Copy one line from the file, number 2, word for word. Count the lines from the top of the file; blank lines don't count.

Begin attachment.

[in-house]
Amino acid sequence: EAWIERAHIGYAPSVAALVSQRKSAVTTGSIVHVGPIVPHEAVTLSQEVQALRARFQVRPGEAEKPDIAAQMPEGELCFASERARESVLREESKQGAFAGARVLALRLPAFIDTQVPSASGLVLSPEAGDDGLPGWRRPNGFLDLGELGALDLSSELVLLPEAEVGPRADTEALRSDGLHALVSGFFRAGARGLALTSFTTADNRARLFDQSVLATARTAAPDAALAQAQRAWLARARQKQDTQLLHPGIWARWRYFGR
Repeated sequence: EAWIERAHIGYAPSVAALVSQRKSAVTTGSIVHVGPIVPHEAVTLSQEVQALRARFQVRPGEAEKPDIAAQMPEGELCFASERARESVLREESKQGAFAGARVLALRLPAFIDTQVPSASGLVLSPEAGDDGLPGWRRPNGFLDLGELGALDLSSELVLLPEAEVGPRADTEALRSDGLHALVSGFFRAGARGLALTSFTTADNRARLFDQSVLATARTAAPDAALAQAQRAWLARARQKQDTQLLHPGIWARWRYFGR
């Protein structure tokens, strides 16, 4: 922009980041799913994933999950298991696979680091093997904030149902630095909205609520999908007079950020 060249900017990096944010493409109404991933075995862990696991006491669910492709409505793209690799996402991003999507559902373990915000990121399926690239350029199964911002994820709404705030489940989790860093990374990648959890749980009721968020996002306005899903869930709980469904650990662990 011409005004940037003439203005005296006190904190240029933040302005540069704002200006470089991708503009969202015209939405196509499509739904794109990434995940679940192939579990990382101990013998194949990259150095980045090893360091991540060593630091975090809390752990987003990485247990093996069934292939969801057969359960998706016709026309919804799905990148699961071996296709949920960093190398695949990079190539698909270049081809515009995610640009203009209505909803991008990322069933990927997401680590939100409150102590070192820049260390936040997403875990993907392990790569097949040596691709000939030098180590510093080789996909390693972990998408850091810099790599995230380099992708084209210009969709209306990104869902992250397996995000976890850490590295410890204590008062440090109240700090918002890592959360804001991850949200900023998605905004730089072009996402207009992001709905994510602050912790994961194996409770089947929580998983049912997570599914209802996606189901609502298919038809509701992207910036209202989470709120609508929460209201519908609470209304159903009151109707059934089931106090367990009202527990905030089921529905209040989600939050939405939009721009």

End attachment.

Amino acid sequence: EAWIERAHIGYAPSVAALVSQRKSAVTTGSIVHVGPIVPHEAVTLSQEVQALRARFQVRPGEAEKPDIAAQMPEGELCFASERARESVLREESKQGAFAGARVLALRLPAFIDTQVPSASGLVLSPEAGDDGLPGWRRPNGFLDLGELGALDLSSELVLLPEAEVGPRADTEALRSDGLHALVSGFFRAGARGLALTSFTTADNRARLFDQSVLATARTAAPDAALAQAQRAWLARARQKQDTQLLHPGIWARWRYFGR